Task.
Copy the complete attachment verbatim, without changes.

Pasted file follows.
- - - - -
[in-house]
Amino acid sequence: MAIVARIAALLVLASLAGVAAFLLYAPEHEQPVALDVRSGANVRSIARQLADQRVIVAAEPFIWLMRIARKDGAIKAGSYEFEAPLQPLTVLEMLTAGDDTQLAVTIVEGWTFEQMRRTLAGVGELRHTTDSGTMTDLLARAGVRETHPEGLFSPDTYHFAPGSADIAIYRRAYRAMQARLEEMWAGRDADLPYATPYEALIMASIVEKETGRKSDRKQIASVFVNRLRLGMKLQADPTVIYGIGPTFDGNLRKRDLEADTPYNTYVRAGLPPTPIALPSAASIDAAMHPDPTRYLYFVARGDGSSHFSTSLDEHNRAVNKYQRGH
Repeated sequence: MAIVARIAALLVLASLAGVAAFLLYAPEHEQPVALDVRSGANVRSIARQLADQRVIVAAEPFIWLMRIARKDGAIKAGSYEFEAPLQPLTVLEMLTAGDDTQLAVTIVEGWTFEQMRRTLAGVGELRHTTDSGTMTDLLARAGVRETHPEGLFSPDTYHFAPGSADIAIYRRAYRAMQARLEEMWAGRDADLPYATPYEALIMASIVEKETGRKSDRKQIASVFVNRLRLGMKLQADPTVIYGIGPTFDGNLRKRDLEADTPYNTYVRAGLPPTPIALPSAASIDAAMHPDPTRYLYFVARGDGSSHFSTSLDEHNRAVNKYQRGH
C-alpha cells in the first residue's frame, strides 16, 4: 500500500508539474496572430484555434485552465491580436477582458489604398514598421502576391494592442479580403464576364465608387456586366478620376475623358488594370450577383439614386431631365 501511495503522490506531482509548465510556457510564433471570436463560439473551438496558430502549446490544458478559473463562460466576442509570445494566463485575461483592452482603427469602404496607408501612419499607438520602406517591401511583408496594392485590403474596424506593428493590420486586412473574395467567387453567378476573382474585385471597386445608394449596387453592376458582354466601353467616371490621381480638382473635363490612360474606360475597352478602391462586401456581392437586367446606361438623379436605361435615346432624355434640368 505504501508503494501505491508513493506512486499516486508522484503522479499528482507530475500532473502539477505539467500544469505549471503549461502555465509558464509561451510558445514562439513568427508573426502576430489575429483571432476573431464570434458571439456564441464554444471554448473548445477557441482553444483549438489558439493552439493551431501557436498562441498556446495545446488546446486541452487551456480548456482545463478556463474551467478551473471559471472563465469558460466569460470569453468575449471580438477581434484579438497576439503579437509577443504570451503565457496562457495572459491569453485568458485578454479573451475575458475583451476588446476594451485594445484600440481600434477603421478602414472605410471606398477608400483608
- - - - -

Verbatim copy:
[in-house]
Amino acid sequence: MAIVARIAALLVLASLAGVAAFLLYAPEHEQPVALDVRSGANVRSIARQLADQRVIVAAEPFIWLMRIARKDGAIKAGSYEFEAPLQPLTVLEMLTAGDDTQLAVTIVEGWTFEQMRRTLAGVGELRHTTDSGTMTDLLARAGVRETHPEGLFSPDTYHFAPGSADIAIYRRAYRAMQARLEEMWAGRDADLPYATPYEALIMASIVEKETGRKSDRKQIASVFVNRLRLGMKLQADPTVIYGIGPTFDGNLRKRDLEADTPYNTYVRAGLPPTPIALPSAASIDAAMHPDPTRYLYFVARGDGSSHFSTSLDEHNRAVNKYQRGH
Repeated sequence: MAIVARIAALLVLASLAGVAAFLLYAPEHEQPVALDVRSGANVRSIARQLADQRVIVAAEPFIWLMRIARKDGAIKAGSYEFEAPLQPLTVLEMLTAGDDTQLAVTIVEGWTFEQMRRTLAGVGELRHTTDSGTMTDLLARAGVRETHPEGLFSPDTYHFAPGSADIAIYRRAYRAMQARLEEMWAGRDADLPYATPYEALIMASIVEKETGRKSDRKQIASVFVNRLRLGMKLQADPTVIYGIGPTFDGNLRKRDLEADTPYNTYVRAGLPPTPIALPSAASIDAAMHPDPTRYLYFVARGDGSSHFSTSLDEHNRAVNKYQRGH
C-alpha cells in the first residue's frame, strides 16, 4: 500500500508539474496572430484555434485552465491580436477582458489604398514598421502576391494592442479580403464576364465608387456586366478620376475623358488594370450577383439614386431631365 501511495503522490506531482509548465510556457510564433471570436463560439473551438496558430502549446490544458478559473463562460466576442509570445494566463485575461483592452482603427469602404496607408501612419499607438520602406517591401511583408496594392485590403474596424506593428493590420486586412473574395467567387453567378476573382474585385471597386445608394449596387453592376458582354466601353467616371490621381480638382473635363490612360474606360475597352478602391462586401456581392437586367446606361438623379436605361435615346432624355434640368 505504501508503494501505491508513493506512486499516486508522484503522479499528482507530475500532473502539477505539467500544469505549471503549461502555465509558464509561451510558445514562439513568427508573426502576430489575429483571432476573431464570434458571439456564441464554444471554448473548445477557441482553444483549438489558439493552439493551431501557436498562441498556446495545446488546446486541452487551456480548456482545463478556463474551467478551473471559471472563465469558460466569460470569453468575449471580438477581434484579438497576439503579437509577443504570451503565457496562457495572459491569453485568458485578454479573451475575458475583451476588446476594451485594445484600440481600434477603421478602414472605410471606398477608400483608